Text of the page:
An author who returns to his hometown to deliver a commencement address to a class of graduating high school students has to deal with his feelings for an old flame as well as the advances of a student who has the hots for him.
Each episode contains 30 minutes of extremely bizarre and funny sketch comedy performed by THE STATE, an 11 member sketch comedy troupe who wrote and starred in various sketches seen throughout the program.
Michael Ian Black,
Robert Ben Garant
A guy's life is turned around by an email, which includes the names of everyone he's had sex with and ever will have sex with. His situation gets worse when he encounters a femme fatale (Ryder) who targets men guilty of sex crime.
Quirky inter-related stories. Standing by two tablets, Jeff promises to introduce ten short stories, each about one of the commandments. A man survives a fall from a plane and his fiancée marries someone else before falling in love with a marionette; a surgeon causes the death of a patient and in prison tries to choose his mate; a woman encounters Jesus in Mexico and later confronts her husband on the Sabbath; twins and their mother reflect on fatherhood; covetous neighbors miss a chance to be heroes; and, between each story, Jeff's love triangle with Gretchen and Liz plays out. In the end, all the characters join in singing that it's all about love.Written by
This movie was created by some of the members from the sketch comedy show called MTV's The State (1993). Most of the cast is featured in the movie as cameos. See more »
Dr. Glenn Ritchie (Ken Marino) left a pair of scissors inside one of his patients. See more »
I'm sorry, I had to go, okay?
Because I have to introduce the ten stories. I told this this before, we'll talk about this when I get home, alright? I'm late enough as it is.
"The Ten Commandments" ten stories, alright? You knew about this when you married me, this is what I do.
Hello? Hello? Unbelievable.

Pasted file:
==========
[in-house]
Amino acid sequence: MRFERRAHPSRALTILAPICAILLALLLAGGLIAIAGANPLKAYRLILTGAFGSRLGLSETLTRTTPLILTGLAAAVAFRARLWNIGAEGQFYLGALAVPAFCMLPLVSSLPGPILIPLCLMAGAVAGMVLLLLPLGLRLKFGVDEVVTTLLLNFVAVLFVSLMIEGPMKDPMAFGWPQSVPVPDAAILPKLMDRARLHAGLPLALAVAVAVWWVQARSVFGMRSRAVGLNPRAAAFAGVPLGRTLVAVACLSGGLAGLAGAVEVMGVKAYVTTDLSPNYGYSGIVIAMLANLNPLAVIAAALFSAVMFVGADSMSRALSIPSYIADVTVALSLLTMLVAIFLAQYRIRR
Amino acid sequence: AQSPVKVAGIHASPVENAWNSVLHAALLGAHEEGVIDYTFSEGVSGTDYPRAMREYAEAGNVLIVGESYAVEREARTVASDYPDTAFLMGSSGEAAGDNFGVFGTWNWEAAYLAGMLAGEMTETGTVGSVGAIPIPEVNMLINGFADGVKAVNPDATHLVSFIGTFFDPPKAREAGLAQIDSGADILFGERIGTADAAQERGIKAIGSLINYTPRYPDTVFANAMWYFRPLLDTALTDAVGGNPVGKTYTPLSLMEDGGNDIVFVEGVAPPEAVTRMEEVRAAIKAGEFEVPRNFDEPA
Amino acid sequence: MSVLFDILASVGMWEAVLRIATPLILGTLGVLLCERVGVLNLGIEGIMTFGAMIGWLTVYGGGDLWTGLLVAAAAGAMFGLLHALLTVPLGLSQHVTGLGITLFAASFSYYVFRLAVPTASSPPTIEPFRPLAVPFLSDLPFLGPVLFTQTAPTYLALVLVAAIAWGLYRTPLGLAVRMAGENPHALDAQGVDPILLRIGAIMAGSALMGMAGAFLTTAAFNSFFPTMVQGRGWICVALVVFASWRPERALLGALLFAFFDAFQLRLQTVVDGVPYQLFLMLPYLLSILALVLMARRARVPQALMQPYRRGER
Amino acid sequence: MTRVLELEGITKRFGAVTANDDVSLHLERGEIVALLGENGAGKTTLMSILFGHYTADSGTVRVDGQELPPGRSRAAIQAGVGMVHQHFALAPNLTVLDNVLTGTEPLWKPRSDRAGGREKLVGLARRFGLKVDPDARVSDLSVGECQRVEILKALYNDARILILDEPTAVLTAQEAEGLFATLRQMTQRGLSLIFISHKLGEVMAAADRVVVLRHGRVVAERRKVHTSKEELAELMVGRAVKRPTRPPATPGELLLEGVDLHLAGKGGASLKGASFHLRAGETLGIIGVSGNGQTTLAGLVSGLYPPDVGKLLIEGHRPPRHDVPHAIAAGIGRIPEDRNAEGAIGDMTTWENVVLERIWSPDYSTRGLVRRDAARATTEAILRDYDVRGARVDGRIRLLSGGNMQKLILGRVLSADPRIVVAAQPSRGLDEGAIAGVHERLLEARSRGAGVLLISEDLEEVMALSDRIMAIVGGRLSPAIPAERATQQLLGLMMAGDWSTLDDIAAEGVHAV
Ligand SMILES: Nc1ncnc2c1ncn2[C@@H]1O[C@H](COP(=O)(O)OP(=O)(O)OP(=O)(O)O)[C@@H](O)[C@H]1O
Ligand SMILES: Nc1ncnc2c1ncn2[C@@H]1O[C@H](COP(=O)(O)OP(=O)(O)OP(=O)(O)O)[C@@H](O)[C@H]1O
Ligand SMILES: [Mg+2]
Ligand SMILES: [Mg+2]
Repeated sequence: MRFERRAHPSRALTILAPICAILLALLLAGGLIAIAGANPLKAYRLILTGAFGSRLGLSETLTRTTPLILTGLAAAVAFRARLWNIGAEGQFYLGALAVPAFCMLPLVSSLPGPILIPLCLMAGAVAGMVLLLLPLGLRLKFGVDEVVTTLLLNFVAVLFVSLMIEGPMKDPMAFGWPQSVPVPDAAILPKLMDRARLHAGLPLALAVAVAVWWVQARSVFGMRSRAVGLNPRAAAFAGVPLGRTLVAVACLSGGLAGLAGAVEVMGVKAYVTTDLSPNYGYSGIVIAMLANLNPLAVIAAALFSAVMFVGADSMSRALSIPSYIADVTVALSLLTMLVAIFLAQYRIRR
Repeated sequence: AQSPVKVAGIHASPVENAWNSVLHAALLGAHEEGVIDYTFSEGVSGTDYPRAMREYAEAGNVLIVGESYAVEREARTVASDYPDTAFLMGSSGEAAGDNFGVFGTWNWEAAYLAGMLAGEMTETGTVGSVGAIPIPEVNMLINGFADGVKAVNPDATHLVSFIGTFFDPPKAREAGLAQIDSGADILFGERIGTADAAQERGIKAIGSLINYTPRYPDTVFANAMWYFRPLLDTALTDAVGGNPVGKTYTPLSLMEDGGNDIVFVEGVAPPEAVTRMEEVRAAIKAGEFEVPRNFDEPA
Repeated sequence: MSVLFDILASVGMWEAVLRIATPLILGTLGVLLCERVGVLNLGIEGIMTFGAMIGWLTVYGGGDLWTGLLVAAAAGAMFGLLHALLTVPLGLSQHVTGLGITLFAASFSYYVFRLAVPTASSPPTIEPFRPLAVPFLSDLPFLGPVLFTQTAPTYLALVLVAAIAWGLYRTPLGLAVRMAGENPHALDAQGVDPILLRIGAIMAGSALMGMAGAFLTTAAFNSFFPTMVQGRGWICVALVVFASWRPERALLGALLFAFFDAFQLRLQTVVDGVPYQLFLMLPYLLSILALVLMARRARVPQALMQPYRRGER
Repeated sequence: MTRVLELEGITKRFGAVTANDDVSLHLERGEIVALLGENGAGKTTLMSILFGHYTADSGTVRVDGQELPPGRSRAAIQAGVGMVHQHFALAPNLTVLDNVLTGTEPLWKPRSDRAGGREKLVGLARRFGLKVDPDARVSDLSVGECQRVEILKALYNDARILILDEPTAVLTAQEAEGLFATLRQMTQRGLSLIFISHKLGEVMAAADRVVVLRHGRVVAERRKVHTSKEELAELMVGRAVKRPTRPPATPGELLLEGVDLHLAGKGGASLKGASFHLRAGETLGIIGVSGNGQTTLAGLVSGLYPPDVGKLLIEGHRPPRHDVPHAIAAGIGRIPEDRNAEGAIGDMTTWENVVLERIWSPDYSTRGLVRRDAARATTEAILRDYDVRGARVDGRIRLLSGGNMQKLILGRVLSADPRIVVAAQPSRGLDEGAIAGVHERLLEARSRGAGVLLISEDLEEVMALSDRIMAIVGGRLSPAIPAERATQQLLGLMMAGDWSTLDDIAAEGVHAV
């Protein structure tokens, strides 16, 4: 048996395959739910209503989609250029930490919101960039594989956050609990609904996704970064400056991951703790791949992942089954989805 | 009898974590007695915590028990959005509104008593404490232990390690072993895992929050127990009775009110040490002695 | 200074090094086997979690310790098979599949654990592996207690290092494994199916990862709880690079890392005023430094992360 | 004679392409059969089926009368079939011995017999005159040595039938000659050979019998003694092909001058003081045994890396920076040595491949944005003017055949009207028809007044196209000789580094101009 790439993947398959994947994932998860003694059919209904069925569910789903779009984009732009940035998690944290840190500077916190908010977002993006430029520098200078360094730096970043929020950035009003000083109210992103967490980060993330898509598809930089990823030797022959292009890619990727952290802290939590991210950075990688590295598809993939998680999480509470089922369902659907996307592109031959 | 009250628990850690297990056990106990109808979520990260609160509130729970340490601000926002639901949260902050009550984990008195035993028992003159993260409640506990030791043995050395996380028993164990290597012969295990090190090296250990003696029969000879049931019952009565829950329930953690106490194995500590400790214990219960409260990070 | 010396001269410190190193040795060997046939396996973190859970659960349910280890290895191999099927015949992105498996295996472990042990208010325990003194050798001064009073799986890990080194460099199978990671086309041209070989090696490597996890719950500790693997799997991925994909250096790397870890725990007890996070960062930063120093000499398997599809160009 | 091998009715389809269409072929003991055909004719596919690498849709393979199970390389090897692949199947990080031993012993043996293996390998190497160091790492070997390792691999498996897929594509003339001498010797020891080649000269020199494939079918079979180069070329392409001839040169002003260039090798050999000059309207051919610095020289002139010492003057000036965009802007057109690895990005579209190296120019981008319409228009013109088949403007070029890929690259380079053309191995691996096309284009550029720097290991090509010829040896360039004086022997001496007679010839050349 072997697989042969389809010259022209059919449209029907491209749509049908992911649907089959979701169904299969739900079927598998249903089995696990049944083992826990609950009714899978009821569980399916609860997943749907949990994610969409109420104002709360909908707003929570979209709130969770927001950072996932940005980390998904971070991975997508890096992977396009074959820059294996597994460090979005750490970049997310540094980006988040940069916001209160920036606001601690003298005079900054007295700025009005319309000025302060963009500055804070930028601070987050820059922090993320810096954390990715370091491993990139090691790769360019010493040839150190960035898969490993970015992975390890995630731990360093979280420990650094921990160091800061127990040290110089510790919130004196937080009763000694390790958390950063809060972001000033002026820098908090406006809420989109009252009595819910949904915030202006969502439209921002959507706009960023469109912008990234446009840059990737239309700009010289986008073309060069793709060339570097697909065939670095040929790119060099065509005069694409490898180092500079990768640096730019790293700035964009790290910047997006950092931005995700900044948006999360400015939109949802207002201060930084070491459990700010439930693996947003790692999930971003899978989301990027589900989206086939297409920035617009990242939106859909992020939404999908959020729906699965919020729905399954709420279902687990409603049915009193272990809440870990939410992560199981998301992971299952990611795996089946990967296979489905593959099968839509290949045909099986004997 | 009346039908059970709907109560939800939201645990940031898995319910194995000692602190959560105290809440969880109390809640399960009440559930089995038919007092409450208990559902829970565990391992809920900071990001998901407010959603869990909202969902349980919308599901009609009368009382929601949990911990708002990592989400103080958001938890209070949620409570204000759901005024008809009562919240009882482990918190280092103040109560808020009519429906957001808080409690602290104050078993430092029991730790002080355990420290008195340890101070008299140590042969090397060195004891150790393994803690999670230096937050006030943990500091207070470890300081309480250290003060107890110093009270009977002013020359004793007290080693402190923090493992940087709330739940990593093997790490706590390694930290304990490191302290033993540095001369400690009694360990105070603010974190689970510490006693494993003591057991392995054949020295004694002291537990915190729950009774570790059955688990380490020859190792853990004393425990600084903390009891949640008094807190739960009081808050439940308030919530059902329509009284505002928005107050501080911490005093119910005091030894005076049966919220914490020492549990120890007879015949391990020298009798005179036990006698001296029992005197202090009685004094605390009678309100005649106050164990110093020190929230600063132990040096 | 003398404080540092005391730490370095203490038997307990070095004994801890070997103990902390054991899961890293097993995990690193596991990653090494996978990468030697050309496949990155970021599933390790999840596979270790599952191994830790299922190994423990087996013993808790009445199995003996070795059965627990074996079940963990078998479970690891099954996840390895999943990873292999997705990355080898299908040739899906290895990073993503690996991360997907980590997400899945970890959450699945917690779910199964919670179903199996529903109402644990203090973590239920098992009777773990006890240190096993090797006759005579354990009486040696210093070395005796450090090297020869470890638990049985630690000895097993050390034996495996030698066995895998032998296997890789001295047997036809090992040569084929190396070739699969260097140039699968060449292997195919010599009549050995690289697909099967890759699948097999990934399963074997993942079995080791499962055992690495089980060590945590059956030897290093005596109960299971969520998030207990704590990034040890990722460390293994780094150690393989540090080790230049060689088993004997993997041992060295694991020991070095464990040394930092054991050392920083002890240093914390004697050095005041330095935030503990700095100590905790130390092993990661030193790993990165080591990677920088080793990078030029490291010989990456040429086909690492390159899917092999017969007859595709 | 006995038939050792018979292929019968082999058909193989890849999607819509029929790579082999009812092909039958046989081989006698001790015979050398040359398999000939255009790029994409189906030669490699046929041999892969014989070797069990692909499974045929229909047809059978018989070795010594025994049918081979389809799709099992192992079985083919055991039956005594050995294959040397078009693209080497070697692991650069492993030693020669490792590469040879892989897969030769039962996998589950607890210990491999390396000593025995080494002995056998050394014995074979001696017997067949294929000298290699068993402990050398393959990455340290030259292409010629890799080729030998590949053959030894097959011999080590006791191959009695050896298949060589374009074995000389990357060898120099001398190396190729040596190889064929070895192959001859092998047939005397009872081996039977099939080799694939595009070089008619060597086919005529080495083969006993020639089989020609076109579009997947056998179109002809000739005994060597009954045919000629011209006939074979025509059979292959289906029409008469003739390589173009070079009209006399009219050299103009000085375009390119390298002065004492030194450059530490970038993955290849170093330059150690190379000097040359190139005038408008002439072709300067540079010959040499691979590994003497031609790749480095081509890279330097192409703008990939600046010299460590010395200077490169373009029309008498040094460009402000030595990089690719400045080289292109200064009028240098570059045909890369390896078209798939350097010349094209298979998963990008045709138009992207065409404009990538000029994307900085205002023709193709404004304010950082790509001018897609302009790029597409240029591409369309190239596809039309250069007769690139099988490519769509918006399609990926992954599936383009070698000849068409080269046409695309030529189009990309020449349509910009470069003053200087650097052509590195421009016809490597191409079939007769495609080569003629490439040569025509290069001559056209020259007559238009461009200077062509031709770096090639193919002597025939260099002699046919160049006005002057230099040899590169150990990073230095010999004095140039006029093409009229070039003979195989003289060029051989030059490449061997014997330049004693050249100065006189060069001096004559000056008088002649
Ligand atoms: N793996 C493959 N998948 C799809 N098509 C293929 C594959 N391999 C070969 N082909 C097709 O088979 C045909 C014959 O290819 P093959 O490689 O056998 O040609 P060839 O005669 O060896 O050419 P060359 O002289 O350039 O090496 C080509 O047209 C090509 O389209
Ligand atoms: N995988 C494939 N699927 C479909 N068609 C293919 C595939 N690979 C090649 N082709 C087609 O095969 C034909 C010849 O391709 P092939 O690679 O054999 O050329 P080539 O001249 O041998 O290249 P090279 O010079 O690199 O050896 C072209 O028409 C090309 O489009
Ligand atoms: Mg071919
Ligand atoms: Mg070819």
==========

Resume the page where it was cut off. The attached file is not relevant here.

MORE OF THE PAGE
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You're Lookin' Like Love to Me
Written by Jerry Corbetta, Bob Crewe and Bob Gaudio
Performed by Peabo Bryson and Roberta Flack
Published by New Year Music (BMI)/Heart's Delight Music (BMI)/Benedict Canyon Music (BMI)
Courtesy of Capitol Records
Under license from EMI Film & Television Music See more »
Belongs on the other end of the scale.
Meaning this movie would get about a two.
I saw this at a matinée in a West Hollywood theater. There were maybe two dozen other people in the theater. One guy laughed. At everything. I think he even snickered at the stone tablets. Other than that, mostly dead silence throughout the entire movie.
The film simply wasn't funny and in some cases, it was virtually offensive. Making a joke out of anal rape isn't easy, as the movie makers proved here. The question is, why did they try? When is rape a suitable topic for comedy? Of course, maybe I am being closed minded and what we really need to do is take the stigma off rape.
The movie makers here seem to think they're some modern incarnation of Mel Brooks or Woody Allen with their abilities to satirize human foibles. Sorry, but they just don't measure up.
Great cast, but it was all sizzle and no steak, meaning most of them had little to do except trade on their celebrity. "Look at me, I'm a big star, but I can get silly in some quirky little movie."
The whole thing had "acting class exercise" written all over it,
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